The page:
by Christina Sandefur
Home-sharing is a longstanding tradition in the Sunshine State. The internet has enabled homeowners and travelers to connect better than ever before, seamlessly facilitating the home-sharing process. Online home-sharing platforms such as Airbnb and Homeaway help thousands of Floridians rent rooms or houses to help pay their bills. Tourism drives Florida’s economy and breeds new business opportunities for local residents. And in many Florida cities, “vacation rentals” are the properties that pay a substantial portion of the local taxes, which fill city coffers to pay for schools, emergency and community services, and infrastructure improvements.
Twenty-one percent of Florida homeowners use rental income to pay for their child’s education, 70 percent of owners use income for renovations or upgrades, and 11 percent save for retirement. According to a recent poll from Mason-Dixon, 93 percent of Floridians support home-sharing.
Yet across Florida, a growing number of cities are trying to ban short-term rentals, sticking homeowners with astronomical fines and penalties. The most extreme law was written by Miami Beach, which now imposes fines of $20,000 to $100,000 per violation on home-sharers who rent outside of a small zone where rentals are permitted, or who fail to comply with the myriad of rules within that zone.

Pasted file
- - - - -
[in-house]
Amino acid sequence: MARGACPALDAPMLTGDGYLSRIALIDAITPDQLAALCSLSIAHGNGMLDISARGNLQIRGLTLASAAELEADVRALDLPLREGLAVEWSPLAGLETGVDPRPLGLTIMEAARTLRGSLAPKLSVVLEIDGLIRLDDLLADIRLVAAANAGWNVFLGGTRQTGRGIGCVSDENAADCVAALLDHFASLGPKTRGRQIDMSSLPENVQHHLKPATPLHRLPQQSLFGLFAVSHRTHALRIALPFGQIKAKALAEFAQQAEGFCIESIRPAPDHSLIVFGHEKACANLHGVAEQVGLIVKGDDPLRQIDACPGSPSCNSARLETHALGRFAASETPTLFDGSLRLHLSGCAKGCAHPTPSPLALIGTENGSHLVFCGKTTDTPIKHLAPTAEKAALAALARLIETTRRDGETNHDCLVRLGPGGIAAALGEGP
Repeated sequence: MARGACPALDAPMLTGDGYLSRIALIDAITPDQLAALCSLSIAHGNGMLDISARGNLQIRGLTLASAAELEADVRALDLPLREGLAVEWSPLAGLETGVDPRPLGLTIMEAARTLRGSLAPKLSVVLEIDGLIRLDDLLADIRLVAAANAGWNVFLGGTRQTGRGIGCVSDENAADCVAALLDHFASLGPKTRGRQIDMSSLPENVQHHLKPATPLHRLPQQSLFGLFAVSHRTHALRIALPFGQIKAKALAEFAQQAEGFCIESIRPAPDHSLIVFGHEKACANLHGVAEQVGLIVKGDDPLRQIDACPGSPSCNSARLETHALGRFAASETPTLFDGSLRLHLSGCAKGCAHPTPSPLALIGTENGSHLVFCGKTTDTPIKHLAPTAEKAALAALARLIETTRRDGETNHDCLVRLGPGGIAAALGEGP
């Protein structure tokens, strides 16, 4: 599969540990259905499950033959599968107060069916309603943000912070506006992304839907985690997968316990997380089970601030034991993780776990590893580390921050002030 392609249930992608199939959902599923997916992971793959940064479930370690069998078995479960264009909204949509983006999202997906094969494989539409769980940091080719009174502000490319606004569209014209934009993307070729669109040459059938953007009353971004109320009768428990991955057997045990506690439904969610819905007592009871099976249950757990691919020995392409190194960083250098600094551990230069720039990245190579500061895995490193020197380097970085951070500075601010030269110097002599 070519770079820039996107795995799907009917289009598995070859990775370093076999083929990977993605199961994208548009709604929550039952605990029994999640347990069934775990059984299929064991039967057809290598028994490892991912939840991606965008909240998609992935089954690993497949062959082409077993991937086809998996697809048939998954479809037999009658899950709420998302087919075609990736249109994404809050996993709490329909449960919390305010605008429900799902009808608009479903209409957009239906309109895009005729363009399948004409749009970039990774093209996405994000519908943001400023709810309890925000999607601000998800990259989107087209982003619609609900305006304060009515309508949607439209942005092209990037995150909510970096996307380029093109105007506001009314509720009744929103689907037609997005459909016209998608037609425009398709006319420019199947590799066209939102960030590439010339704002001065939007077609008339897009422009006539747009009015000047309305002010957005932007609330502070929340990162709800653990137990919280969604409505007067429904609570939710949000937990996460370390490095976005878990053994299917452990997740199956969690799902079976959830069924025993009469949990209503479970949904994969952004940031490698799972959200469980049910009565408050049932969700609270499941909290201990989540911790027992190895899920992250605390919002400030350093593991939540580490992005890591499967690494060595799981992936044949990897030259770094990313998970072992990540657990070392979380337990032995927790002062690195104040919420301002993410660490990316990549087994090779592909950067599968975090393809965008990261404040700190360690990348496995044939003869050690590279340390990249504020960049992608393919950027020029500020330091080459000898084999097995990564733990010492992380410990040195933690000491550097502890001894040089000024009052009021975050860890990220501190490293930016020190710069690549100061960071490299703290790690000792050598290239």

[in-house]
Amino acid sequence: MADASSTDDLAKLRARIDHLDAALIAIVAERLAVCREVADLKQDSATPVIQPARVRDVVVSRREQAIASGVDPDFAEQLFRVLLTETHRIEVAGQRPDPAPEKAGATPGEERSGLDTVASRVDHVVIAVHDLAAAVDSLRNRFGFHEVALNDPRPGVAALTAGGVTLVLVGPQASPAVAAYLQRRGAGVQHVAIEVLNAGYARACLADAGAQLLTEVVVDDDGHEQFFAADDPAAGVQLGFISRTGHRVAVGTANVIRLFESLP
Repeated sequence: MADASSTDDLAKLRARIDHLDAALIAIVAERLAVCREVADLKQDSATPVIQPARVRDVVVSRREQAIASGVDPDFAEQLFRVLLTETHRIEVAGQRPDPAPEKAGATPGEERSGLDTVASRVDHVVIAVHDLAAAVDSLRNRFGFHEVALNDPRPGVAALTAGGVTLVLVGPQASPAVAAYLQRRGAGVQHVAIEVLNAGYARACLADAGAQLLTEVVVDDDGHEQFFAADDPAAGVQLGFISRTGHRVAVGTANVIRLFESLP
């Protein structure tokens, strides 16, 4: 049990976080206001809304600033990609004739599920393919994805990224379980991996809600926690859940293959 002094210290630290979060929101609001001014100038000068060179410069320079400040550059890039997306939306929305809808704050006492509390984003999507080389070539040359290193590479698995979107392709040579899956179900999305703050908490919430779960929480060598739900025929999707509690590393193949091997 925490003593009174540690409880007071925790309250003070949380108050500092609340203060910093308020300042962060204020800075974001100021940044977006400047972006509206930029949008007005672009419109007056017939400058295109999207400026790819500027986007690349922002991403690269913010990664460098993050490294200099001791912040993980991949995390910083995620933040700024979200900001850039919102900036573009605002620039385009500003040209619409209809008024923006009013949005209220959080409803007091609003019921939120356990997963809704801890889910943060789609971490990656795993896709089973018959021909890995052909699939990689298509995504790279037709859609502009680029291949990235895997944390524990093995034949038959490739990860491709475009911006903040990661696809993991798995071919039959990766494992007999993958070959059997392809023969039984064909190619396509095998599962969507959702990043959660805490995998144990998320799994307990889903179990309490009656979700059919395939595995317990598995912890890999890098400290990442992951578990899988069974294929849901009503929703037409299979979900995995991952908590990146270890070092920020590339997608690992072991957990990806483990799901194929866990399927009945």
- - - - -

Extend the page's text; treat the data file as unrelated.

These regulations inflict untold costs on communities, destroy opportunities for homeowners to improve their local economies by renting to people who will patronize local businesses, and punish the responsible majority of property owners for the potential wrongs of a few. They also undermine property rights.
Rather than improving the local economy and supporting homeowners who want to take a shot at the American Dream, cities across Florida are spending taxpayer money to drive away visitors and turn homeowners into outlaws.
Homeowners have had enough. This past Wednesday, they gathered in Tallahassee to demand that their state lawmakers to follow in the footsteps of other tourism-centric states like Arizona, which in 2016 passed landmark legislation, based on a model law drafted by the Goldwater Institute, that protects home-sharing statewide. Florida lawmakers can put an end to local overreach by enacting statewide protections to ensure that cities focus on their most vital jobs—including protecting quiet, clean, and safe neighborhoods—without turning into a tyranny of the majority (or minority). Bills have been introduced in both the Florida House and Senate to do just that. If lawmakers enact statewide protections for home-sharing, they can protect homeowners’ rights and obviate the need for future litigation in one fell swoop.
Local prohibitions on home-sharing are intrusive, encourage neighbors to spy on each other, and distract cities from addressing nuisance and the police from fighting actual crime. Cities should not use “local control” as an excuse to intrude on important rights like property and privacy. Here’s hoping that Florida lawmakers will listen to their constituents and take advantage of this opportunity to protect property rights and neighborhood values to give every homeowner a shot at living the American Dream.